Because mountains are high and broad, the way of riding the clouds is always reached in the mountains;
the subtle work of soaring in the wind comes freely in the mountains.

 

We'll make a tradition of having a Dogen quote, or one provided by Joel or Wes or Bob or Clem, at the start of each dinner.

After dinner I write in my journal, sitting in candlelight at the dinner table in our tall blue mess tent. I hear some Nepalese singing in the near distance: our crew perhaps, or some villagers, or a mixture of the two. Time for bed, and I'm pleased to find there's adequate room in the tent for Bob and I, with our stuff in the vestibule. It's warm enough so that my sleeping bag liner is sufficient without the bag itself. A Thermarest air mattress I've brought placed on top of the blue ensolite pad provided makes for a very comfortable rest. My last thoughts before sleep: Judi (my wife) would love this perfect mixture of hiking with only a daypack, beautiful scenery, good companions, and not-too-severe-not-too-fancy food and shelter.

 

Day 6: Trek to Chirwa (4000 ft)

After a good night's sleep we are awakened around 7 am by members of the kitchen crew offering us "bed tea" at our tent vestibule. The routine is to get up, have tea in your tent, shortly followed by an offer of warm wash water (which we'll rarely take advantage of, once we get higher up: it's too cold in the morning to bare your skin to the elements). Then we pack up our gear into our duffels so the porters (who've already breakfasted) can head off toward the next camp while we have our breakfast. The idea is for them to arrive ahead of us so they can have camp set up by the time we get there. Sometimes this will work, sometimes not, depending on the difficulty of the terrain.

This being the first day we do this, we're not quite into the routine, and porters are standing around waiting for us to be finished. Then there's a shakedown period where they adjust the loads to be distributed equally, and vie for the easiest loads to carry. Ram Kaji supervises all efficiently. The porters carry burdensome loads, probably 80 pounds or so, consisting of two of our heavy duffels, kitchen equipment, tents, huge sacks of rice, etc., held in a basket carried on their backs, aided by a headband looped around the load and their forehead. The porters will go in spurts, moving quickly past us, then resting every 15 to 20 minutes or so; on parts of the trail there are stone or wooden benches where they can rest their loads. Other times they will take their walking crook and prop it under the load. It's hard work for men and boys ranging from 12 years old to about 45, and humbling to see how well they serve us with their labor. We're fortunate in that all the crew get along with each other - and with us - very well; Joel tells us this is somewhat unusual on treks, but not when Ram Kaji is the sirdar.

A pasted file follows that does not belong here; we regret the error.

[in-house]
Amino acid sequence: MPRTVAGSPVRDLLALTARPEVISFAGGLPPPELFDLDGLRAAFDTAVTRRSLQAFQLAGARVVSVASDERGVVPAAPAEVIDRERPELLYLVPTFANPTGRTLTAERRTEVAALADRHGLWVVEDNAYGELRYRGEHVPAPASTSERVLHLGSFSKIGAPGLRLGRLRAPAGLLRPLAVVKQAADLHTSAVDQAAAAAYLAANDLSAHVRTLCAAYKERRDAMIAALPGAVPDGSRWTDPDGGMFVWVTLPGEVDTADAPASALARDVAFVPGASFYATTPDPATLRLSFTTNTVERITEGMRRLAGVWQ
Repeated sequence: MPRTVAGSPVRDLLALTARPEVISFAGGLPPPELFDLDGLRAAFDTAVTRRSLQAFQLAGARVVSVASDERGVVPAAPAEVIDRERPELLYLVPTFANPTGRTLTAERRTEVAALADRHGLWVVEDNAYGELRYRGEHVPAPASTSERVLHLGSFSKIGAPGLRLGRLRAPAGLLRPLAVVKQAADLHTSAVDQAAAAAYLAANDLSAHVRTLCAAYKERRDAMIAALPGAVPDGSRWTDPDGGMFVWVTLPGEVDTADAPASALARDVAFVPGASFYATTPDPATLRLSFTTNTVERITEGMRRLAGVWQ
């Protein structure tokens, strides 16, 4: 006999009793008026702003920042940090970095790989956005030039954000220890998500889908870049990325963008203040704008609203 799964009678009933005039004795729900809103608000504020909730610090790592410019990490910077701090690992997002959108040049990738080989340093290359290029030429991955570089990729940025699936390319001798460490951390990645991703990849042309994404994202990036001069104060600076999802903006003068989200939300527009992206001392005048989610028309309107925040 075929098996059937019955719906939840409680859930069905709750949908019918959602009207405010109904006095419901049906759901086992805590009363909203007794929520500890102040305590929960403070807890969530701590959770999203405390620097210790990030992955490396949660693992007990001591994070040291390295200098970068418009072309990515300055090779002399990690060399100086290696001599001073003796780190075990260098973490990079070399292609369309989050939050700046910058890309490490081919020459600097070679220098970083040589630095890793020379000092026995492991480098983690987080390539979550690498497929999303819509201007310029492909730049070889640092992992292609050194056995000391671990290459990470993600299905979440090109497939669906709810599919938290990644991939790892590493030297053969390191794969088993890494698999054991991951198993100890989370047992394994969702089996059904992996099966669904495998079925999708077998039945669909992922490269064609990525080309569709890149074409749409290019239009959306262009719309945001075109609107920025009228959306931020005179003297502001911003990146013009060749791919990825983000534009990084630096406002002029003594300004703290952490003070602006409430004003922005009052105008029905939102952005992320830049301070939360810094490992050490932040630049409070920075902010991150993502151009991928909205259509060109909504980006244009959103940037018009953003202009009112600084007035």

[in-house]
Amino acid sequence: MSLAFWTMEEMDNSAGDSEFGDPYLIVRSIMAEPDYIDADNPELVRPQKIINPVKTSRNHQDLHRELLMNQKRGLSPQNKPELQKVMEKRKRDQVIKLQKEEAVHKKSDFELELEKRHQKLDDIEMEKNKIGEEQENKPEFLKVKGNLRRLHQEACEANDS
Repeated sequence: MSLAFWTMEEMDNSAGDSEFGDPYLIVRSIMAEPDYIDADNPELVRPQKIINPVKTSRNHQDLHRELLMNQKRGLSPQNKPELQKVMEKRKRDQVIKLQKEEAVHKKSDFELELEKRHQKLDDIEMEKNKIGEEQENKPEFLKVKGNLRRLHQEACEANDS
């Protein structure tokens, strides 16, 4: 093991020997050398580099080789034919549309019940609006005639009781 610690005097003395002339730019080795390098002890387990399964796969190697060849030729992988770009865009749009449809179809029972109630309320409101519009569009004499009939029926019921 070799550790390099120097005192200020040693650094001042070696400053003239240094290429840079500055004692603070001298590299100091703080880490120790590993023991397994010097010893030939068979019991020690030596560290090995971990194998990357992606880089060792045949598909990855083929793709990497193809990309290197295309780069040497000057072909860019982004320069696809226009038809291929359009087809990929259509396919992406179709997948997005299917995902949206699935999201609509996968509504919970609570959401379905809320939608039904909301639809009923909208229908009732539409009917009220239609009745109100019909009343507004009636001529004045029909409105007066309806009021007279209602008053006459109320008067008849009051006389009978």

While all this is going on, I walk away from the camp a bit to empty my pee bottle (bought in Kathmandu from Shona's) from the previous evening, then leave it on the ground while I go take pictures. When I get back, it's gone: Joel thinks a villager has probably taken it, with its bright plastic holder. I just hope they sterilize it before using (unlikely).

We head to the mess tent and the head kitchen boy, Prem, serves us breakfast. Prem is probably in his late teens or early twenties, apprenticing to the cook. He serves out oatmeal, eggs (a potato omelet), toast, sometimes supplemented by Spam and chapatis; once we get hiking, we find ourselves eating very large breakfasts, often eating all I've mentioned plus peanut butter and jelly chapati sandwiches. There's always tea, hot water for chocolate or ovaltine or coffee, hot milk. (My standard breakfast drink: hot milk, ovaltine (actually, the British equivalent Joel introduces us to), a little instant coffee mixed together.

The kitchen crew clears and cleans for us - talk about luxury! - and it's time to pack up our daypacks and set off. Today we'll be losing around 3000 feet; on the map it looks like such a trivial, gradual descent that I anticipate it won't be enough of a hike. I still can't believe Joel is right, and that we'll be going up that mountain across the way. I am prepared, once we arrive at our camp, to argue we should go further, perhaps even an extra stage.

Hah.